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Trouble sleeping? You’re not alone.

Sleep loss affects your physical & emotional health. Anxiety and worry are just two of the reasons why people are losing sleep during the pandemic.
Credit: Getty Images/iStockphoto

MINNEAPOLIS — The global pandemic that began in 2019 is affecting people in many ways.  The Center for Disease Control and Prevention (CDC) says more than one-third of Americans say they are having trouble sleeping because of issues related to COVID-19.

Quarantines, social distancing, job loss, school closures, work-for-home policies, fears of toilet paper shortages, maskers/anti-maskers, travel bans, canceled vacations, and you-fill-in-the-blank. The Sleep Foundation says millions of people had sleep issues before the pandemic started. That number has grown exponentially because of all the disruptions caused by COVID-19.

Good sleep = Good health

Sleep is critical biological process. It ensures physical health and is vital to an effective, functioning immune system. The National Sleep Foundation says poor sleep is associated with cardiovascular disease, cancer, hypertension, obesity and diabetes. 

The Sleep Foundation says quality sleep is also important for emotional wellness and mental health. It helps to beat back stress, depression, and anxiety.

How to get a good night’s sleep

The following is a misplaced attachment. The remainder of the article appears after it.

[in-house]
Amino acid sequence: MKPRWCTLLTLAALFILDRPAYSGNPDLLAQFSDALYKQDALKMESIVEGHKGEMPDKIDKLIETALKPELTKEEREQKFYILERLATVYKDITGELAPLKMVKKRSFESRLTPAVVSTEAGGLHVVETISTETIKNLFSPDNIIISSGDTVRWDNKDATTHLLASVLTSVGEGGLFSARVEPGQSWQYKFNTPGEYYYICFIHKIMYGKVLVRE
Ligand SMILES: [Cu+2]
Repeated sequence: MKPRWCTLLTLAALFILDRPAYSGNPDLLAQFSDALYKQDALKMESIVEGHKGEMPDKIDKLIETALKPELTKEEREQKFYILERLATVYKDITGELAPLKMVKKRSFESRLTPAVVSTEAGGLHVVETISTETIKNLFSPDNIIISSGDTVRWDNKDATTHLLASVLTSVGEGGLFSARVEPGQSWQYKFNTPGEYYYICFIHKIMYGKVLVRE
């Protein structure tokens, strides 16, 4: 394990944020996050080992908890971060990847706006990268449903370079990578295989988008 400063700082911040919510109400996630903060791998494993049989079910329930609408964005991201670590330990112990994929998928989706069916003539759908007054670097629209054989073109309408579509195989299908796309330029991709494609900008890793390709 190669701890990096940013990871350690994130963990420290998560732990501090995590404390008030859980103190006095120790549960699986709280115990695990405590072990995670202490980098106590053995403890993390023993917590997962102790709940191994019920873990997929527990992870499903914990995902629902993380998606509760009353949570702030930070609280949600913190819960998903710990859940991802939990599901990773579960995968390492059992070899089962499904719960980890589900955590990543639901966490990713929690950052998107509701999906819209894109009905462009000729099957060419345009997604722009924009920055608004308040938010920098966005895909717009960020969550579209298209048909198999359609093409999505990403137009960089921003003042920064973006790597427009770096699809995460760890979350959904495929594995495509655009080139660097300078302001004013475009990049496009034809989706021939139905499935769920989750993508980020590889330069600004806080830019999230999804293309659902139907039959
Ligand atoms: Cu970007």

People are going to bed later, waking more frequently during sleep, having more bad dreams and reporting poor sleep quality along with an increased use of sleeping pills. 

Dr. Julia Joseph-Di Caprio, Chief Medical Officer for UCare shares tips for getting better sleep.

How much sleep do you need?  The National Sleep Foundation (NSF) says the answer depends on your age.  Adults ages of 18 – 64 need seven to nine hours each night to stay on the top of their game. NSF says people 65+ can get by with seven to eight hours of sleep. The sleep recommendations for children vary  for infants, toddlers and school-age. Check out the NSF sleep chart for each age group.   

The Minnesota Sleep Society  has a list of advice for getting more sleep and improving the quality of that sleep.

  • Maintain a consistent schedule for going to bed and waking up. Follow your weekday schedule on weekends too.
  • Have a 30- to 60- minute ‘wind down period.’ Turn off electronic devices and instead focus on reading, warm baths, or other relaxing activities.
  • Make the bedroom a sanctuary. Declare it an electronics-free zone.
  • Do not ‘try’ to sleep. Sometimes the harder you try to fall asleep, the more difficult it becomes. It takes 10 – 30 minutes for most people to drift off. If you’re not succeeding, get out of bed and try reading until you get sleepy.

Find other sleep tips from the Minnesota Sleep Society here

Know Your Numbers

This information is provided by Health Fair 11 as part of its Know Your Numbers Campaign.  Health Fair 11 is a non-profit organization that operates with the support of KARE 11 TV and UCare. Learn more at www.HealthFair11.org. To find out how your organization can become an official Health Fair 11 sponsor, email healthfair@kare11.com .

RESOURCES USED IN THIS ARTICLE
The Sleep Foundation 

The Center for Disease Control and Prevention 

The National Sleep Foundation 

Sleep Health Journal 

The Minnesota Sleep Society